Monday, December 17, 2007

Tool Of The Day: WinSCP

Tonight I worked on a client's site that required me to use sFTP, instead of the more standard FTP protocol, to interact with it. I was a bit worried, as sitecopy doesn't do sFTP. My client said he used WinSCP to work with the files, so I grabbed it.

Turns out, WinSCP is an impressive little app. It does all the things you'd want an FTP client to do - allowing you to easily drag and drop files and directories. It prompts you when you're overwriting stuff, yet allows you to ignore it. You know, the usual goodies.

What earned it T.O.T.D though, was it's Keep Remote Directory Up To Date. Essentially, you setup WinSCP so that the local directory (left pane of the window) has your source files, and the remote directory (right pane of the window) are showing. You then go to Commands >> Keep Remote Directory Up To Date, answer a bunch of questions, and hit Start. From that point onward, any change you make to your local files are more-or-less instantly copied to the remote system.

It's a really handy feature, and makes remote development a snap.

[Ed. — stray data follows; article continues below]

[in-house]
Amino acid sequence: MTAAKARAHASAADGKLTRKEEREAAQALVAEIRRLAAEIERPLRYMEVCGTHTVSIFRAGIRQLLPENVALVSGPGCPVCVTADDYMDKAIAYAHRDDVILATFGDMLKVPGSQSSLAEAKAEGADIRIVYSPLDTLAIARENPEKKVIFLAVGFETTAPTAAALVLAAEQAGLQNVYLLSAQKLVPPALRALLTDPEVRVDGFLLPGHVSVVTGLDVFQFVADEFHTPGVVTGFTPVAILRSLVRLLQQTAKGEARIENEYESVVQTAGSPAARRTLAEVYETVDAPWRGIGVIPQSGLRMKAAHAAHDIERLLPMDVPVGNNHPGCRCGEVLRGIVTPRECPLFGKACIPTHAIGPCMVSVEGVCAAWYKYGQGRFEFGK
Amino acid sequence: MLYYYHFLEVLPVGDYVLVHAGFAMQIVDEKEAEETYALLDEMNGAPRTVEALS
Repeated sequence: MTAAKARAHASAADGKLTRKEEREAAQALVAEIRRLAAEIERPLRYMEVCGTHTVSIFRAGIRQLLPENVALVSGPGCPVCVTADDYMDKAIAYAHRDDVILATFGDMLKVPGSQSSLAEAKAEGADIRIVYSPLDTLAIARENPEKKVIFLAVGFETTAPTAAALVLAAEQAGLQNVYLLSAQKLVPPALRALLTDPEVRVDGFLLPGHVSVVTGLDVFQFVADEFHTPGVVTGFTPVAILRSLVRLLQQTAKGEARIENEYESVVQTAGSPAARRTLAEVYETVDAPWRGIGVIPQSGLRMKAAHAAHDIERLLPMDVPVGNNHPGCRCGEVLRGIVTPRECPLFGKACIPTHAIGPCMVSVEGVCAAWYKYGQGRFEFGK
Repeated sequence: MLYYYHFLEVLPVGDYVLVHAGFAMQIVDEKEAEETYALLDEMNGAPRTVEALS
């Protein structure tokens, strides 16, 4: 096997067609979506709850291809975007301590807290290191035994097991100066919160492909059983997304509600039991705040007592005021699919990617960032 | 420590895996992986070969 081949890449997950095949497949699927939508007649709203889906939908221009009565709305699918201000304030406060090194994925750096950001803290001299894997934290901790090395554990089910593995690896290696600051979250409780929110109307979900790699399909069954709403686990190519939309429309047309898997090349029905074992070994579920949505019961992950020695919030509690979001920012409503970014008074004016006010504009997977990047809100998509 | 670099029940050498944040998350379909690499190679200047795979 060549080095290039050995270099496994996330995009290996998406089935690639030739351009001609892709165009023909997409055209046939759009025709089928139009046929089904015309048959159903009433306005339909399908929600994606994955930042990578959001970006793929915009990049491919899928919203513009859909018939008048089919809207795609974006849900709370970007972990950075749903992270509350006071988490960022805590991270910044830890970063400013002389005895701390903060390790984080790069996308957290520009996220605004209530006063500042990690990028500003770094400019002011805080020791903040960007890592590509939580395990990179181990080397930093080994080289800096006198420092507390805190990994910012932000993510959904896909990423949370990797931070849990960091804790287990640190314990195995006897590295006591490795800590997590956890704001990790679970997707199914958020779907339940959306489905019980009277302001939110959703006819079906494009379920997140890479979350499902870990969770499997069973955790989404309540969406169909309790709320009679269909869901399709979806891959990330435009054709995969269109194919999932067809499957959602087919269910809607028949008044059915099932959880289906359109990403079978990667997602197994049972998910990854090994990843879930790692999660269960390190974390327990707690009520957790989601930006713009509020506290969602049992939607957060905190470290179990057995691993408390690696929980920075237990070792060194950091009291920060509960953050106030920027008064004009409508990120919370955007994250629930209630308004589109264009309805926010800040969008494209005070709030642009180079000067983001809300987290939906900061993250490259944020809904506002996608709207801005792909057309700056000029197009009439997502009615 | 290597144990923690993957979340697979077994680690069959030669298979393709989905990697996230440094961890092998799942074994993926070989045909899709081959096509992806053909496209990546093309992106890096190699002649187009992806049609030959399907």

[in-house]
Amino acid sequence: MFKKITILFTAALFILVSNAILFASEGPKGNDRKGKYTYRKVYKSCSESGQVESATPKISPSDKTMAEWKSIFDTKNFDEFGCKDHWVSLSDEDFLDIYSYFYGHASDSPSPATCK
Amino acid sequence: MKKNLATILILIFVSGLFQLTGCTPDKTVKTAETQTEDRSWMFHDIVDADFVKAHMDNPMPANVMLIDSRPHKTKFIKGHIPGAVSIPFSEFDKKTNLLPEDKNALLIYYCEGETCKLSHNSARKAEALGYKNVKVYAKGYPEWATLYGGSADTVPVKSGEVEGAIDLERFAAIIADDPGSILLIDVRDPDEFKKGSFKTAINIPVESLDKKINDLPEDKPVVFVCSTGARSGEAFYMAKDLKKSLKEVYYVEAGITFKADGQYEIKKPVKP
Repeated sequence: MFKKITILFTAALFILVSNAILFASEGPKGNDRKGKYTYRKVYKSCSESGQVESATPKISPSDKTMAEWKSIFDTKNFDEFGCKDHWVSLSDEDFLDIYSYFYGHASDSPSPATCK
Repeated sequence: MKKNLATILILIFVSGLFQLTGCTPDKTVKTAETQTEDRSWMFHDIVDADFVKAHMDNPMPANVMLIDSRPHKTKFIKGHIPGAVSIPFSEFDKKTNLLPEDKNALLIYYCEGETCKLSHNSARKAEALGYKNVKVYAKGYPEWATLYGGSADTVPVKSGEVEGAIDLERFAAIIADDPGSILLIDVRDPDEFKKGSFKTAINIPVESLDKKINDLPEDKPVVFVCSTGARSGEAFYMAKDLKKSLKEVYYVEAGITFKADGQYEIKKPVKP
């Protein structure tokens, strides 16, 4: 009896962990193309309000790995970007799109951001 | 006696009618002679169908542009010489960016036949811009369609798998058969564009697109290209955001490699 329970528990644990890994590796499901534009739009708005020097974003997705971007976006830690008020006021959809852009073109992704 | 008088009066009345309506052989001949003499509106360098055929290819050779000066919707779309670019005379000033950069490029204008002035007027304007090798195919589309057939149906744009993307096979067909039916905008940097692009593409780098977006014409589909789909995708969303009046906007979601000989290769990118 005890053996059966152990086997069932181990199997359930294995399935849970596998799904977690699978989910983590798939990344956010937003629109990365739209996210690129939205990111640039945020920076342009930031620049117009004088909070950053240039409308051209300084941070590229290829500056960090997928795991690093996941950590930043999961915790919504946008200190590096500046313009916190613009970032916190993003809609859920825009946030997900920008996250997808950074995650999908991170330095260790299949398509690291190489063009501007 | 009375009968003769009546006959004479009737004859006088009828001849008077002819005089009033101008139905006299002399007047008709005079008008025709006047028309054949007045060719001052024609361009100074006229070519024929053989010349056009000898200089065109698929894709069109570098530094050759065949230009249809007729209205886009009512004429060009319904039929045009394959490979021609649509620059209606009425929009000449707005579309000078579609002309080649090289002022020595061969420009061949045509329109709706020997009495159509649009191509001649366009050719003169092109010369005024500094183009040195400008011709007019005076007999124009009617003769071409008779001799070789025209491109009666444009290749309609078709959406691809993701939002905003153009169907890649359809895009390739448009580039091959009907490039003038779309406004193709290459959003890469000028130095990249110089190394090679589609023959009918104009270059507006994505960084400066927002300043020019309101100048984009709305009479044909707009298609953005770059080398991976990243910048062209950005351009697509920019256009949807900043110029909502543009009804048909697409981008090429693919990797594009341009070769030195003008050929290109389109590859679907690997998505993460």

I should really be looking for this feature in my regular FTP client too. That's not to say that I'm ditching sitecopy anytime soon. Sometimes having explicit control of what gets put to the server is really important. And it's especially useful when you're really developing locally and just want to push the files remotely in a sort of final deployment.

With that said, WinSCP is still quite cool and has opened my eyes to a possibility I hadn't thought of.

Update: Two things I've learned about WinSCP. (1) it does FTP, so I can start using it on a day-to-day basis and not just with sFTP sites. And (2), it's scriptable (Thanks Dave!). Seems like a real find.

5 comments:

  1. It also supports some level of automation! I use it in the batch file that I run after downloading pictures from my camera (copies originals to another drive for backup, resizes each picture into 3 sizes, copies the resized pictures to a directory on my home web server, generates an html page and a jsp page with clickable thumbnails for each directory, and, finally, SCPs the resized pictures and html thumbnail page to another web server).

    As you might imagine, this batch file isn't a just running a bunch of DOS commands. :)

    First of all, it's a 4NT batch file, which means it already has more power available to it than CMD.exe. So, there are loops, conditional execution blocks, subroutines, piping and redirection of stdout/stderr to multiple output locations, environment-variable-string-manipulation, etc.

    It also runs a bash script via cygwin to generate the thumbnail pages. ImageMagick is used to resize the images, and WinSCP is used (see, this comment *IS* relevant! really!) to send the pictures/html page to the off-site web server. The WinSCP part runs a small script, which is generated for each directory, by the batch file.